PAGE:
Gossage left for San Diego via free agency after 1983, and the move paid dividends with an ’84 World Series berth. He was the go-to man in the Padre pen until ’87, but upon a trade to the Cubs after that season, began the familiar trudge of the past-prime reliever, not quite settling in a setup role, making five more stops (including a cameo with the Yanks) and spending 1990 in Japan. He topped 50 innings only once in that stretch, mostly due to injuries, but he held his own when he did pitch.

Gossage’s case as a Hall of Famer is a reasonable one on the traditional merits; that decade of dominance resonating in the public mind thanks in part to a lot of postseason exposure (19 games, 31.1 innings, 2.87 ERA). Based on the number of innings thrown and his better-than-average ERA, a solid case can be made for him as the second-best reliever ever behind Wilhelm. His Davenport numbers are just as strong. Gossage’s two best years are an off-the-charts 10 WARP; by peak, career, and JAWS numbers he’s better than many starters in the Hall, and his PRAA is above the Hall average. Furthermore, he compares favorably with the two enshrined “pure” relievers, Wilhelm and Fingers, with the highest peak among them by a healthy margin:

Wilhelm 259 900 92.6 29.5 61.1
Gossage 236 781 84.4 35.0 59.7
Fingers 137 688 75.1 31.1 53.1

Gossage would be above our standards bar even if we raised it to 85 percent. He’s got the best case of any reliever on this ballot and deserves a plaque in Cooperstown.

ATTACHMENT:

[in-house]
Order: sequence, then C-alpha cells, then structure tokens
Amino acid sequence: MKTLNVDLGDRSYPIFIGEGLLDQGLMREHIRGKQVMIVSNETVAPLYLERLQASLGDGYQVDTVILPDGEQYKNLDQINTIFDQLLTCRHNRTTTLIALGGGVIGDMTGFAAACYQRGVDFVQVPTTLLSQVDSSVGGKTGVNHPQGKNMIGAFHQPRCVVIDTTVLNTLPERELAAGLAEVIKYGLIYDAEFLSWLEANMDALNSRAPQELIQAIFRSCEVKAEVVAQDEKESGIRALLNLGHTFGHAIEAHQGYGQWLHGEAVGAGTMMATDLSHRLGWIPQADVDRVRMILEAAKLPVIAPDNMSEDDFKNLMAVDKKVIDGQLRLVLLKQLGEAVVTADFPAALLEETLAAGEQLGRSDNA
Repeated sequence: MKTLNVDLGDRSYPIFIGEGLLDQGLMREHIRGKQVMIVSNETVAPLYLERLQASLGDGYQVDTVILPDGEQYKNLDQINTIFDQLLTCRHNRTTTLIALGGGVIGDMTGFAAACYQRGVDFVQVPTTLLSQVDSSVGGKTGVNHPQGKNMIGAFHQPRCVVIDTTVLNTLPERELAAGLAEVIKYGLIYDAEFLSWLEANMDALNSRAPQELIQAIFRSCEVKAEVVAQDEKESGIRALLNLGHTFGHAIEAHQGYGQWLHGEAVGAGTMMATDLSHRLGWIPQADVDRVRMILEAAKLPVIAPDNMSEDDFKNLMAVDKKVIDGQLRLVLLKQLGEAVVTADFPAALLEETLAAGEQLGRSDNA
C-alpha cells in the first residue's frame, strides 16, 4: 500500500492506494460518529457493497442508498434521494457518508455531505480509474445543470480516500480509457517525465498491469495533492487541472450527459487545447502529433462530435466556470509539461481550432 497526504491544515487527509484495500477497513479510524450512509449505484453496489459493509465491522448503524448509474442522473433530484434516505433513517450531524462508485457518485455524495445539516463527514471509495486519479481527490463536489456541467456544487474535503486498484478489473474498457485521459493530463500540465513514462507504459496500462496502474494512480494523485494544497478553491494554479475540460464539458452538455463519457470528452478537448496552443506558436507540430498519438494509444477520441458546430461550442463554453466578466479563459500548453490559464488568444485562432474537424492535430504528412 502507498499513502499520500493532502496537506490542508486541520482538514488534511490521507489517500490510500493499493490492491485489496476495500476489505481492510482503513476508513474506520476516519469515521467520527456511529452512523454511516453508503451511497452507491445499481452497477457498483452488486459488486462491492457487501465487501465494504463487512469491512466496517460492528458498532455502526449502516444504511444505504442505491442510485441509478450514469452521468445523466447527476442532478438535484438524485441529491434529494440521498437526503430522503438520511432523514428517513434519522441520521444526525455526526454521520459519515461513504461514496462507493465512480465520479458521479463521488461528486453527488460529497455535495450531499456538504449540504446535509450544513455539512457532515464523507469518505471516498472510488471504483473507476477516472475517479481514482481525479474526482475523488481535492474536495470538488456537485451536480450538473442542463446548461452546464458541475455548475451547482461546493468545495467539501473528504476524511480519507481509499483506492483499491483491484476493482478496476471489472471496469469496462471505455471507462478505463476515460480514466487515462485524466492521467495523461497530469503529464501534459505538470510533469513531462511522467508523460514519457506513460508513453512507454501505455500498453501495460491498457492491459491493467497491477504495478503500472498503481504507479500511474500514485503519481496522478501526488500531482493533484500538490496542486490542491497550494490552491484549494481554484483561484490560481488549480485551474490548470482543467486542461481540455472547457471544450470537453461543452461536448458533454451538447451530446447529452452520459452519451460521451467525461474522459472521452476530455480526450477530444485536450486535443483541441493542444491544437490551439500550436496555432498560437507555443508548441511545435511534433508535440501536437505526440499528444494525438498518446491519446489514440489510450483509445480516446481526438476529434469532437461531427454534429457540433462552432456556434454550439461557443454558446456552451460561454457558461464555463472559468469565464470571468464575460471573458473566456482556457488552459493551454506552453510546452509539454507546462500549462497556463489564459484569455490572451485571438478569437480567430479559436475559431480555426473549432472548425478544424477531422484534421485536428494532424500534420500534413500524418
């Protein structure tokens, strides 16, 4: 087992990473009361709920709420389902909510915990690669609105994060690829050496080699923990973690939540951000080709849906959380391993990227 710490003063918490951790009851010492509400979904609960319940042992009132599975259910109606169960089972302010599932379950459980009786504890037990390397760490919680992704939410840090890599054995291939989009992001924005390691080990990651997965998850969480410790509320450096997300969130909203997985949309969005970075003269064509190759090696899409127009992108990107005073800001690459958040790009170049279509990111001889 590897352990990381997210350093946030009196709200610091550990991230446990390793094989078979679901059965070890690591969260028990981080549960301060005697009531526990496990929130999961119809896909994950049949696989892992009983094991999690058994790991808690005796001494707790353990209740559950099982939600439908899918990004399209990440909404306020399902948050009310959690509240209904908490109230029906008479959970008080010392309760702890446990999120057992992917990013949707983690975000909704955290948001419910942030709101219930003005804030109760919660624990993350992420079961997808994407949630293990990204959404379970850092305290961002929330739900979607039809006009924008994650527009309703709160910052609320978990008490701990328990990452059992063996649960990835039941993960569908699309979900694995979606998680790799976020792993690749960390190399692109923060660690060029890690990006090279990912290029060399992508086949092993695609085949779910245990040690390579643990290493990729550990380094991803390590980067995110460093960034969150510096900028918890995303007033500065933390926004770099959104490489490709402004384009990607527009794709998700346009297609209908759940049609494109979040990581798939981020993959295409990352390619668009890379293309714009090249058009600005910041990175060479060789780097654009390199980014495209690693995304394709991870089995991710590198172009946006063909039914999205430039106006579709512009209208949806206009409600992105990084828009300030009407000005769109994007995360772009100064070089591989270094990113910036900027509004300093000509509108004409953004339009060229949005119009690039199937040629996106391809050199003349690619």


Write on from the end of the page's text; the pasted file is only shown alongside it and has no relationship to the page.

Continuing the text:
With Bert Blyleven, Lee Smith and Rich Gossage joining Wade Boggs, Ryne Sandberg, and Alan Trammell, the JAWS method has flagged six players on the 2005 Hall of Fame ballot as meeting the standards of the enshrined. Boggs is a lock to gain election this year, and Sandberg might surge over the top, but it’s likely that the worthy pitchers will be shut out. We’ll know in the first week of January whether the BBWAA voters can distinguish the Hall’s contenders from its pretenders.

The creator of the Futility Infielder web site, Jay Jaffe is a graphic designer and freelance writer living in New York City. He hasn’t been above replacement level since Little League, but he can be reached here.

Thank you for reading

This is a free article. If you enjoyed it, consider subscribing to Baseball Prospectus. Subscriptions support ongoing public baseball research and analysis in an increasingly proprietary environment.

Subscribe now
You need to be logged in to comment. Login or Subscribe